I have loved Swedish Classic rock band Diamond Dogs since I saw them live for the first time some time in the 90’s. Their brand of swinging 70’s Rock with a slight glam-touch with clear influences from 70’s Rolling Stones and The Faces but also reminiscent of “newer” bands such as The Quireboys and Black Crowes really hit home with me. Live, their swing and groove was out of this world. But I had almost given up on them when it came to new music. Ever since Black River Road (2004) the quality had gone down and the attitude and grit had been transformed into safe sounds and songs more reminiscent to Swedish oldies dance-band music than Rock ‘n Roll. New hope was given with 2012’s Set Fire To It All and their last album Quitters And Complainers (2015) showed a band that had found their old spark again. A rocking album with a whole bunch of great tunes gave me hope for the future.
In some of the interviews promoting this album, Tom Keifer was asked why no new music is released by his old band Cinderella and if there will be any more tours from that outfit. Apparently, Cinderella are a band of destructivity and it’s hard to keep that band together which means that Cinderella are no more. As a big Cinderella fan, I was very disappointed to hear that. On the other hand, there are new music from Cinderella guitarist/vocalist/main song writer Tom Keifer out and since he more or less was Cinderella, I find it really hard to complain. I consider myself lucky to have seen Cinderella live twice on their reunion tours and even though I think they were splendid, I also saw the Tom Keifer Band live and that unit was easily as brilliant, in fact even better – and they did play a whole lot of Cinderella tunes. With no more Cinderella in the way, Keifer can completely focus on his own band.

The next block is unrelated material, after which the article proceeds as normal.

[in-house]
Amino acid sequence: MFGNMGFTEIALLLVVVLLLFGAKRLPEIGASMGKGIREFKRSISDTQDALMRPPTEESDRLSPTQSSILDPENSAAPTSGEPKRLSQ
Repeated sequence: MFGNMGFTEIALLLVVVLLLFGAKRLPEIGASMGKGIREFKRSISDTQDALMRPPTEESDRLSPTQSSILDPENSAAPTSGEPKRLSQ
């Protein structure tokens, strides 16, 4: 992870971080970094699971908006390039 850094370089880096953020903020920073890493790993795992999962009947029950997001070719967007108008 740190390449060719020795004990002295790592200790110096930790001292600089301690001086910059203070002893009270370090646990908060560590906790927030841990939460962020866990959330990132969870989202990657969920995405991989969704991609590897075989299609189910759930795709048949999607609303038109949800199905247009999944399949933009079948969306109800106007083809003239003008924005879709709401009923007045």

With their fourth album, the Black Star Riders should be out of the Thin Lizzy shadow once and for all. With each album, the band has found their own identity more and more, leaving the most obvious Thin Lizzy pastiches behind them. That said, the fact that the band embraced Scott Gorham’s Lizzy-past real hard musically and the fact that Ricky Warwick at many times tried his best to imitate Philip Lynott, Black Star Riders’ music never suffered because of it. Quite the contrary, their past three album are all brilliant efforts, full of melodic Classic Rock with hooks and memorable melodies enough to sell. The band’s biggest problem, however, have been the band-members walking in and out of the band even as far back as when they took on the Thin Lizzy moniker. For the last two albums, it felt like the had found a permanent line-up but for the writing and recording of this record both drummer Jimmy DeGrasso (Y&T, Ratt, White Lion, Alice Cooper, Megadeth) and guitarist Damon Johnson (Brother Cane) has left the band.